The Art and Science of Food Recovery
On any given day, Natasha Frost is taking orders, catering events or determining new menu items for her Mankato restaurant, Wooden Spoon.
But one day in the spring of 2019, plans changed after receiving a phone call from Sheri Sander-Silva, the Executive Director of Feeding Our Communities Partners (FOCP).
“We have a load of chicken here that needs to be offloaded by the trucker,” Sheri said. “It’s more than we can handle ourselves, but we don’t want it to go to waste.”
The catch? The shipment included 3,000 pounds of raw meat.
Natasha quickly accepted the challenge. To make sure the food could be put to use, Wooden Spoon shut its doors for a week, and Head Chef Brigette “Chef B” Rasmussen donated her time to ensure all of the chicken was cooked in a short amount of time.
“We thought this was a one-off situation,” Natasha said. “We thought, ‘Oh, this can’t happen all the time.’
“Then, we got another call the following week. And so started our path to food recovery.”
Natasha and Brigette started asking questions and talking to the right people in the community to find gaps in a “broken system” of food distribution. With the resources of a commercial kitchen and the passion to serve, they were looking for a way to make a difference.
Eventually, through their partnerships with community organizations like MY Place, Echo Food Shelf, and FOCP, they founded the South Central Minnesota Food Recovery Project. The mission was simple: save food from being thrown away and distribute it to those in need, including low-income and black, indigenous and people of color (BIPOC) struggling with food insecurity.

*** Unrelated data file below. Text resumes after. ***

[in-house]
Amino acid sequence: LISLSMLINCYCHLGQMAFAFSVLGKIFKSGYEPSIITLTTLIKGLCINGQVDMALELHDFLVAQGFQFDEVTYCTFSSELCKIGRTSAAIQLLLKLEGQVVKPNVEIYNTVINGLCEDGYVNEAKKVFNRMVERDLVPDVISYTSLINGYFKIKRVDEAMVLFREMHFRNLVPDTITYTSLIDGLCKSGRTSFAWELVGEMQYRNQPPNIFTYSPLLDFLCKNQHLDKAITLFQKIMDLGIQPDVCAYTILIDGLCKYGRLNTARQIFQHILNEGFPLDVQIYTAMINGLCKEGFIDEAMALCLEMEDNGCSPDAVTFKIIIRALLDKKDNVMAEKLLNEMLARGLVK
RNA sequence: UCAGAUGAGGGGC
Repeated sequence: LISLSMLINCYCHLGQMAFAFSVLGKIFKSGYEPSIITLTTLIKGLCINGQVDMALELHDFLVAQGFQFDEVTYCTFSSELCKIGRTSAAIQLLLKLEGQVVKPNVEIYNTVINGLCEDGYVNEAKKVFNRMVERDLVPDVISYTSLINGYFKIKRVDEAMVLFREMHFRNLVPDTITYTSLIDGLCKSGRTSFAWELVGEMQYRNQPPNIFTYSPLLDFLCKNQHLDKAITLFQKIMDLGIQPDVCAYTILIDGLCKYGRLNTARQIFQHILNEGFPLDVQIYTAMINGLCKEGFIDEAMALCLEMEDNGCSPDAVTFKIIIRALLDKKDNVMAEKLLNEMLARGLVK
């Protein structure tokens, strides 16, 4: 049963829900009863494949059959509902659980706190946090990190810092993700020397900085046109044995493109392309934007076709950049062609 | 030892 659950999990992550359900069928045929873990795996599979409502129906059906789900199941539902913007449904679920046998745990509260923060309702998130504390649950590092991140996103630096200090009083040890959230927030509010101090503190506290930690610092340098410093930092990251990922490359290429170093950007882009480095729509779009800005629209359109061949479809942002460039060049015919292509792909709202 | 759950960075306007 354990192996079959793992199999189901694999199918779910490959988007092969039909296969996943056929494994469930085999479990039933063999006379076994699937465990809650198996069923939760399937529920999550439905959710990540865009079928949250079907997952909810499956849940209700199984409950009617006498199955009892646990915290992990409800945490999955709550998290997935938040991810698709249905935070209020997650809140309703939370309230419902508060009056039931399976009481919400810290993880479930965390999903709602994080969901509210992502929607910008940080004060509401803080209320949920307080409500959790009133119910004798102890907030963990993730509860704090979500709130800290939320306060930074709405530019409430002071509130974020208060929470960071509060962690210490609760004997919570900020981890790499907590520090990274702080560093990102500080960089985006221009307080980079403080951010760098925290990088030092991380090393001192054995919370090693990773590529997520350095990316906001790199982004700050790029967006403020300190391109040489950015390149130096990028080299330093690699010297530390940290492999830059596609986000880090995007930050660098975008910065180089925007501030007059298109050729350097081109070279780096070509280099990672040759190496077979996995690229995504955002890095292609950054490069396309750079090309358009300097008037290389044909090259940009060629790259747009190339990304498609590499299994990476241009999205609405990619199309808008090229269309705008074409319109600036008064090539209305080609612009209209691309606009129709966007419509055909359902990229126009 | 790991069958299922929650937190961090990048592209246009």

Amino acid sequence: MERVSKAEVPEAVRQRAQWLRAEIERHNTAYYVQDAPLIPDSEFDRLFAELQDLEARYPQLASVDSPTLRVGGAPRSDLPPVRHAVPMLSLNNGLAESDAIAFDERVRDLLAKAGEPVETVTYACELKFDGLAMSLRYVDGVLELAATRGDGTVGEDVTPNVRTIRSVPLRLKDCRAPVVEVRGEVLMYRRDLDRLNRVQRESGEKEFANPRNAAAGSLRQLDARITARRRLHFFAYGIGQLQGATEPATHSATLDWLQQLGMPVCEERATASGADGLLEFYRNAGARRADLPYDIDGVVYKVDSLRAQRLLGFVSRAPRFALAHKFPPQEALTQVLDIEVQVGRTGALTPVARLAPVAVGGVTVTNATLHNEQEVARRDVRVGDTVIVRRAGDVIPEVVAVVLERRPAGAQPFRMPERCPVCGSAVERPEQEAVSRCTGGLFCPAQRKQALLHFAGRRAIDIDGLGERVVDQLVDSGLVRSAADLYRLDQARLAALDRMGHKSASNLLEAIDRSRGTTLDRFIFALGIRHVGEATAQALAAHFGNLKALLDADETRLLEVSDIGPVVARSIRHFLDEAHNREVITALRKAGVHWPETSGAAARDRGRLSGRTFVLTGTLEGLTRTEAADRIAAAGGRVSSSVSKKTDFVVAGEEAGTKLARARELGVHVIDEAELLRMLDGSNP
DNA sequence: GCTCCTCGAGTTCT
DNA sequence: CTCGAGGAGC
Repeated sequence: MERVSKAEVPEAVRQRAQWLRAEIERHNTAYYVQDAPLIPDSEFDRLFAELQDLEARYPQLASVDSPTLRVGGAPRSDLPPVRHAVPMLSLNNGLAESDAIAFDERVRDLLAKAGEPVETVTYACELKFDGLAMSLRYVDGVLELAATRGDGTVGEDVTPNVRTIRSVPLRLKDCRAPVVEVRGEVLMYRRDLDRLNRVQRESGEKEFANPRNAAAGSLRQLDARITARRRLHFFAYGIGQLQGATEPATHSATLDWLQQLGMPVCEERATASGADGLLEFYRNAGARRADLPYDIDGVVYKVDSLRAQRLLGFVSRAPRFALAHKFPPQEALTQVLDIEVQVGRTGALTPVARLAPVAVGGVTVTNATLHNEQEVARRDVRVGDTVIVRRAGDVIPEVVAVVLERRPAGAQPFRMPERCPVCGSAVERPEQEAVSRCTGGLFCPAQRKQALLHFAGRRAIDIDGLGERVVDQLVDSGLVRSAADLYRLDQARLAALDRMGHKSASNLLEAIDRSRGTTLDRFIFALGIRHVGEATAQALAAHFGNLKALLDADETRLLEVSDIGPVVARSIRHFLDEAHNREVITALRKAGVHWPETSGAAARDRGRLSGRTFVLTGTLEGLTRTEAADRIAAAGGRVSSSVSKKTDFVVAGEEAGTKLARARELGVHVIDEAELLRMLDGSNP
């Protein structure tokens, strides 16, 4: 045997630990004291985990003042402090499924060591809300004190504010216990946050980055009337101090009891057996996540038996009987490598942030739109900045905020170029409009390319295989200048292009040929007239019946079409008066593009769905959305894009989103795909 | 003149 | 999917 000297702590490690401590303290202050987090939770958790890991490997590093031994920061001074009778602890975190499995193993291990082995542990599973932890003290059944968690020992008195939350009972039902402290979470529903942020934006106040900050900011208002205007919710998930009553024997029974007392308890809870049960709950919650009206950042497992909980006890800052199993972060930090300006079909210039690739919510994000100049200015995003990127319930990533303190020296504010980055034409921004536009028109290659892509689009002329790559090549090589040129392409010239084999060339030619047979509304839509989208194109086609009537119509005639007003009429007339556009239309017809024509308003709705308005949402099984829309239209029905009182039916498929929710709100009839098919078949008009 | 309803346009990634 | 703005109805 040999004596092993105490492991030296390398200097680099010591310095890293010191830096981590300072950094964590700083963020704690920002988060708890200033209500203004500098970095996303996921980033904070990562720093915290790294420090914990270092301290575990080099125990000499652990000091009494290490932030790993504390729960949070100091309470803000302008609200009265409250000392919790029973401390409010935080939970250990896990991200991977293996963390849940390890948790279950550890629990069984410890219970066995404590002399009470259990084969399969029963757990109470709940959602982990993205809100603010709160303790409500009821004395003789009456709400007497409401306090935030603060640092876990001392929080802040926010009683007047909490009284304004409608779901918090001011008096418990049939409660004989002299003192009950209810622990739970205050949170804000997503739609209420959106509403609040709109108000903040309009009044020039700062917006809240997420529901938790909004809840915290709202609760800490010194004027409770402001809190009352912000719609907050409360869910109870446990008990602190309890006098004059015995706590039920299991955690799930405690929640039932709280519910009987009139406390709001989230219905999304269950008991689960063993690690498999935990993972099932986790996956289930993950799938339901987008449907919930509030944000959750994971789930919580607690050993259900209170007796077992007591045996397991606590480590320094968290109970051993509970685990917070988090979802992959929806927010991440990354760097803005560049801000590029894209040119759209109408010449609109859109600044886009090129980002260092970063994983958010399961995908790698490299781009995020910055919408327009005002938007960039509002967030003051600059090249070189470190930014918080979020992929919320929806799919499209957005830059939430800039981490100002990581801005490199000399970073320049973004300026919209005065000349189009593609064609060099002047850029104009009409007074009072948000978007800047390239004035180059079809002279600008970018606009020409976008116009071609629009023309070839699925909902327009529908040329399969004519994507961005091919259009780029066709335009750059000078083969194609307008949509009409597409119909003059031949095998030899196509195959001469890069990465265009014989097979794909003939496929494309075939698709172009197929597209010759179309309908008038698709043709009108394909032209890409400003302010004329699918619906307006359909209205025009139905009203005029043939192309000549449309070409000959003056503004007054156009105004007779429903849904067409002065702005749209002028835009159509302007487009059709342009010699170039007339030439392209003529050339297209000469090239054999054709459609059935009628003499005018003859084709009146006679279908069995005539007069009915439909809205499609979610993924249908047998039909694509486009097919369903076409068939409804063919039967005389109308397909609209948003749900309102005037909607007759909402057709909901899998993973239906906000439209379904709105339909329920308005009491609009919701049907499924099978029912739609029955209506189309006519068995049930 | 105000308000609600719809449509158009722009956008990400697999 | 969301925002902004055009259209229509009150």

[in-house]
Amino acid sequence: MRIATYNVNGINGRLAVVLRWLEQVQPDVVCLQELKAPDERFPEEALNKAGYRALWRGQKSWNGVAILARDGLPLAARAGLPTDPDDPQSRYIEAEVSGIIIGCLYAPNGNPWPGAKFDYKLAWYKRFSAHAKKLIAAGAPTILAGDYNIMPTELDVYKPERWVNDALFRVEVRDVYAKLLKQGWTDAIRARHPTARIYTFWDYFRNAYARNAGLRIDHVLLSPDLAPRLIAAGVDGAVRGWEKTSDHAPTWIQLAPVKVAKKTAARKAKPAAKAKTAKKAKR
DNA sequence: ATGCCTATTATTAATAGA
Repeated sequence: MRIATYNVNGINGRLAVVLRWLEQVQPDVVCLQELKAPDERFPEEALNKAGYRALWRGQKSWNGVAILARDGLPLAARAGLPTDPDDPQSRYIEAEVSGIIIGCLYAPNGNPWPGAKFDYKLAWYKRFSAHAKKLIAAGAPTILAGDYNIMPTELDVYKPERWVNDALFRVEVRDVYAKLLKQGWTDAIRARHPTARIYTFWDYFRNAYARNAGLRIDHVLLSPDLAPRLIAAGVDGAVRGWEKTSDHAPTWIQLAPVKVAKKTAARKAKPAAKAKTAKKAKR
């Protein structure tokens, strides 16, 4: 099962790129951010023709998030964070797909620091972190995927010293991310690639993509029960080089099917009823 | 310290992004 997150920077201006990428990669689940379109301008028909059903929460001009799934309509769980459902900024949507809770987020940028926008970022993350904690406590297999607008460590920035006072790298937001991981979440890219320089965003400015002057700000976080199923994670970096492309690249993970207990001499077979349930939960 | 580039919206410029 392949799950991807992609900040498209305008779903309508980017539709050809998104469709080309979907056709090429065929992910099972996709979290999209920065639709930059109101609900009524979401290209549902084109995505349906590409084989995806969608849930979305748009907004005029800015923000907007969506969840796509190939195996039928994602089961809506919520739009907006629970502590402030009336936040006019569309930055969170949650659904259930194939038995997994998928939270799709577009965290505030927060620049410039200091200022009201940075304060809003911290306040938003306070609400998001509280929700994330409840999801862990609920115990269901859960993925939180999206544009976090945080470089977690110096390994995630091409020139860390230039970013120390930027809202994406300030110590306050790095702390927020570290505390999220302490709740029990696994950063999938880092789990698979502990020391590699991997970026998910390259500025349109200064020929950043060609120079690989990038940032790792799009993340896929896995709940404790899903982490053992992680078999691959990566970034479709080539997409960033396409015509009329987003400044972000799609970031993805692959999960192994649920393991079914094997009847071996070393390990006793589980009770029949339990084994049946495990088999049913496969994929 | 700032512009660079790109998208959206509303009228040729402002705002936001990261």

“It’s a win for everyone when we’re able to recover food. We can distribute it to people in need, and it stays out of the landfills,” Natasha said. “It even works for the truckers because they get a donation rather than needing to dump the load.”
The initiative quickly picked up steam. In June 2020, they received a grant that allowed them to purchase a commercial freezer. But as the project grew, so too did the need for a more coordinated approach to recovery, preparation and distribution.
As more local organizations raised their hand to get involved, the Mankato Area Foundation (MAF) became the fiscal sponsor of the South Central Minnesota Food Recovery Project to manage finances until they are able to establish themselves as a 501(c)(3).
“MAF serving as a fiscal sponsor right now is a big deal for this,” Sheri said. “Having them behind the effort is only strengthening the rate at which it is able to grow.”
The Wooden Spoon staff continues to take on a demanding role in the work. While it is making an impact, it does not come without its costs. In 2021, their staff donated over $50,000 in labor hours in addition to occupying kitchen resources and adjusting restaurant operation hours.
“Wooden Spoon stands for community,” Chef B said. “We say we support our community, and we live that value in all that we do. That has been at the core of our work here, and we see it as mission driven for our business.”
In August 2021, a board was established for the South Central Minnesota Food Recovery Project, and Natasha is hopeful they will become an independent nonprofit in 2022.
As partners of the Project, Sheri and FOCP have seen it take massive strides since its inception.
“The rate at which it has grown already is nothing short of amazing,” Sheri said. “That is 100% due to the passion behind its leadership. I hope our community understands how lucky we are to have something like this; it will continue to do truly amazing things.”